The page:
In a related matter, training duration might have been too short. MS exercise studies to date typically employ training programs of approximately 12 week duration (Latimer-Cheung et al., 2013) with the longest studies up to 26 weeks. Studies in aging healthy adults performed training up to 52 weeks and meta-analytic data indicate a relevant effect of intervention length (Northey et al., 2017). Intriguingly, the recent study by Zimmer indicated that high intensity training over just 3 weeks can have beneficial effects on cognition as well as on other functional domains in MS (Zimmer et al., 2017). Therefore, an optimal balance of intensity and duration needs to be achieved and weighted against other factors such as treatment adherence and attrition. In this context, acceptance of a control condition is a relevant issue and longer studies may need active control interventions to keep patients on study.

Finally, on a more optimistic note, it is conceivable that CNS effects of exercise occur on a subclinical level, that is, without detectable effects on formal cognitive testing. For example, we recently showed that resistance training can alter structural MRI markers in MS (Kjølhede et al., 2017). Thus, MRI might be a more suitable tool to detect early alterations of functional and structural brain status, particularly in short trials. In the current trial, we have obtained both measures of structural and functional connectivity, which will be reported separately.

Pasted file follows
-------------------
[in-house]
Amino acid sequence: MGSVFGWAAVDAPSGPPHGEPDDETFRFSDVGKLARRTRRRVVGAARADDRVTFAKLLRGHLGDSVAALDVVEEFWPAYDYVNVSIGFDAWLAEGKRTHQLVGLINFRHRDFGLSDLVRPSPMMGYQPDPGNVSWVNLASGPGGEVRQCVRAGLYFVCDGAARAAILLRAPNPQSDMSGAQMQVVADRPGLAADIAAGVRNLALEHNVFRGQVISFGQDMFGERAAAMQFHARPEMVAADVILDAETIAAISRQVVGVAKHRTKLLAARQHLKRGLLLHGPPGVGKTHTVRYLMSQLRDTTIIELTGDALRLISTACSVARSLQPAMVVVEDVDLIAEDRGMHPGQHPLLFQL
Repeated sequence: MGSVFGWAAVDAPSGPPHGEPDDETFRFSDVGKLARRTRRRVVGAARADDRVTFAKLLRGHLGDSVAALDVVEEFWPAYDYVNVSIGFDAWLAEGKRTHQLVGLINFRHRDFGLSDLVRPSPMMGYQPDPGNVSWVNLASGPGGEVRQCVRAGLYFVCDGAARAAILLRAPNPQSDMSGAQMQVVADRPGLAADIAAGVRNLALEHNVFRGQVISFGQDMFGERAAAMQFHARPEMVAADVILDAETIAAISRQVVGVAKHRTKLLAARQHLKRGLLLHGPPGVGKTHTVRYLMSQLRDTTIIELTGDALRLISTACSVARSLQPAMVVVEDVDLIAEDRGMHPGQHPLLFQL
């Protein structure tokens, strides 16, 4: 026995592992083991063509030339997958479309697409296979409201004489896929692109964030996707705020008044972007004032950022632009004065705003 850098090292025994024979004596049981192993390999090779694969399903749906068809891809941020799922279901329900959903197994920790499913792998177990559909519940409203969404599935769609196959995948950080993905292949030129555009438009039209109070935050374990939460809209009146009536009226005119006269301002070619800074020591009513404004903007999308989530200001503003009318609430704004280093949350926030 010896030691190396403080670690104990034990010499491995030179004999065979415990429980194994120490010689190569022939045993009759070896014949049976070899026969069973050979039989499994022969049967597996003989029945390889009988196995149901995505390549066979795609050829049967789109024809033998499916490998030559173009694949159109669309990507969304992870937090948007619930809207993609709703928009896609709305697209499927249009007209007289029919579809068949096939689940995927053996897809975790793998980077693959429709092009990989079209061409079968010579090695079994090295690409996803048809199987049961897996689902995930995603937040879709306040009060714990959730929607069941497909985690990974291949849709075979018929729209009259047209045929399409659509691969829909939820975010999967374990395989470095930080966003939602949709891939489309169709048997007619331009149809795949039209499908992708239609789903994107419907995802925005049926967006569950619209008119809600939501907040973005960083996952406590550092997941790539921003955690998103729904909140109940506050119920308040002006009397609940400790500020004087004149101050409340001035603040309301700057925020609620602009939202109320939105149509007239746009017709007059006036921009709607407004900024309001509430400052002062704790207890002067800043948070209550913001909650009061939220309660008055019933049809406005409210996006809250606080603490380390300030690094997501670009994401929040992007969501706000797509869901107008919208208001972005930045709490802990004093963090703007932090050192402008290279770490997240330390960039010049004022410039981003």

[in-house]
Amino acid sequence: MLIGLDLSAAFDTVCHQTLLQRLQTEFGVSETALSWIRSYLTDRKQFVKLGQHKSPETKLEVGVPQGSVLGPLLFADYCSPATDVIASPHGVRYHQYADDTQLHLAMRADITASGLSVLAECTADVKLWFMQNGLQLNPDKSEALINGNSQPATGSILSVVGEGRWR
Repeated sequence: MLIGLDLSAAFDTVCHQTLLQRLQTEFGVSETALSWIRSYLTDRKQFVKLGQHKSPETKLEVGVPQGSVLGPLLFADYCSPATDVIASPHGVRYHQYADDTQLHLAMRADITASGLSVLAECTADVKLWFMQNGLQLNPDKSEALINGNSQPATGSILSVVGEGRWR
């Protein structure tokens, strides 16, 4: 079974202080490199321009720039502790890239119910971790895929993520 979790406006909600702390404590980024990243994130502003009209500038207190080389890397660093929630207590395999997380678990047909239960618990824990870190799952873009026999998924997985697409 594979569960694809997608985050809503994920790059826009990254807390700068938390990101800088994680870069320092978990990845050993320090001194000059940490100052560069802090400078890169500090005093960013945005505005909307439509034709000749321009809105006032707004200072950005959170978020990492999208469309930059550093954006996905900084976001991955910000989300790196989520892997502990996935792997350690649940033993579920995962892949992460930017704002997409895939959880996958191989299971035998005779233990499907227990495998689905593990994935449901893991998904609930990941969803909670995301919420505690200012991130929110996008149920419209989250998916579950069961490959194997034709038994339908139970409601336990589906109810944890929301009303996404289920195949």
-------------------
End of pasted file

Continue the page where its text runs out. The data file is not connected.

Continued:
In conclusion, we could not demonstrate a beneficial effect of a 12-week moderate exercise training in minor disabled patients with MS on a set of cognitive outcome measures. This negative finding can help to design further exercise trials in MS.

Supplemental Information

CONSORT Checklist.

DOI: 10.7717/peerj.6037/supp-2

AERCONN Protocol.

DOI: 10.7717/peerj.6037/supp-3

Cognitive outcomes–per-protocol (PP) analysis.

mean values of raw scores (standard deviation).

IG: Intervention group; CG: Control group.

VLMT: Verbal Learning and Memory Test; SDMT: Symbol Digit Modalities Test; BVMT-R: Brief Visuospatial Memory Test-Revised; TAP Tonic Alertness: Test Battery for Attention Tonic Alertness; TAP Phasic Alertness: Test Battery for Attention Phasic Alertness; TAP CSA valid: Test Battery for Attention covert shift of attention valid; TAP CSA invalid: Test Battery for Attention covert shift of attention invalid; TAP Incompatibility: Test Battery for Attention Incompatibility; RWT: Regensburger Verbal Fluency Test; PASAT: Paced Auditory Serial Addition Test; MASC: Movie for Assessment of Social Cognition; *ANCOVA.